With all the changes that came with the pandemic, I wasn’t too enthusiastic or in the mood to celebrate my 40th Birthday in October 2020. So when my husband suggested a trip to the Okavango Delta – one of the world’s most exotic destinations, I was over the moon. The Okavango Delta is a huge player in Botswana’s tourism industry, home to some of Africa’s premier camps and a favourite destination of British Royals, Princes William and Harry! With travel restrictions greatly affecting the industry, places that were previously “off-bounds” (in monetary terms) for many of us were made a lot more affordable for citizens and residents.
The Okavango Delta as described in this website is “a unique pulsing wetland [that] covers between 6 and 15 000 square kilometres of Kalahari Desert in northern Botswana and owes its existence to the Okavango (Kavango) River which flows from the Angolan highlands, across Namibia’s Caprivi Strip and into the harsh Kalahari Desert. Each year the Okavango River discharges approximately 11 cubic kilometres (1.1 × 10¹³ litres) of water into the Okavango Delta. Most of this water is lost to transpiration by plants (60%) and by evaporation (36%) with only 2% percolating into the aquifer system with the remainder finally flowing into Lake Ngami.”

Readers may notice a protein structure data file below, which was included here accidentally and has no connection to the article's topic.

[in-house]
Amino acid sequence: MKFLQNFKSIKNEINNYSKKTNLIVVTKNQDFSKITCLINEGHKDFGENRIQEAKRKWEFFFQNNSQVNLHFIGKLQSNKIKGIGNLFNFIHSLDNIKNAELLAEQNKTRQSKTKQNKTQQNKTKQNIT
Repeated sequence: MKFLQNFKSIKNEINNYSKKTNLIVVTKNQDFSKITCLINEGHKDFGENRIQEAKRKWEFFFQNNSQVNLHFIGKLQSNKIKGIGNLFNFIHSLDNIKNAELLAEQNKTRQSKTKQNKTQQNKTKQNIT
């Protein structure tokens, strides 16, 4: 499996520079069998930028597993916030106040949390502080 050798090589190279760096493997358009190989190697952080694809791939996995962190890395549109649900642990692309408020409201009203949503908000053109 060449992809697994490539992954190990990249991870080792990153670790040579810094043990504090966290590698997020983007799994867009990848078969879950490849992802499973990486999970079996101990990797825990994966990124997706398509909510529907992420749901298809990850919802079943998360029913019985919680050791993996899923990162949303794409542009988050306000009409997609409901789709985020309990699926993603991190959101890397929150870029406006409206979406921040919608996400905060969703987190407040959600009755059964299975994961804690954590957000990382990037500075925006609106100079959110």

In 2014, the Okavango Delta became the 1000th site to be inscribed on UNESCO’s World Heritage Site List. It is home to large populations of mammals and beautiful birdlife, including some of the world’s most endangered animals. Sadly, it is also an area highly prized by notorious poachers and thus heavily protected by Botswana’s military anti-poaching unit. This is by no means a travel blog but I couldn’t resist sharing a few photos to give you a feel for the place!
Our days were defined by game drives, boat cruises, mokoro (canoe) rides, glorious sunsets, fireside chatting and fine dining which included daily “high-tea” with delectable sweet treats.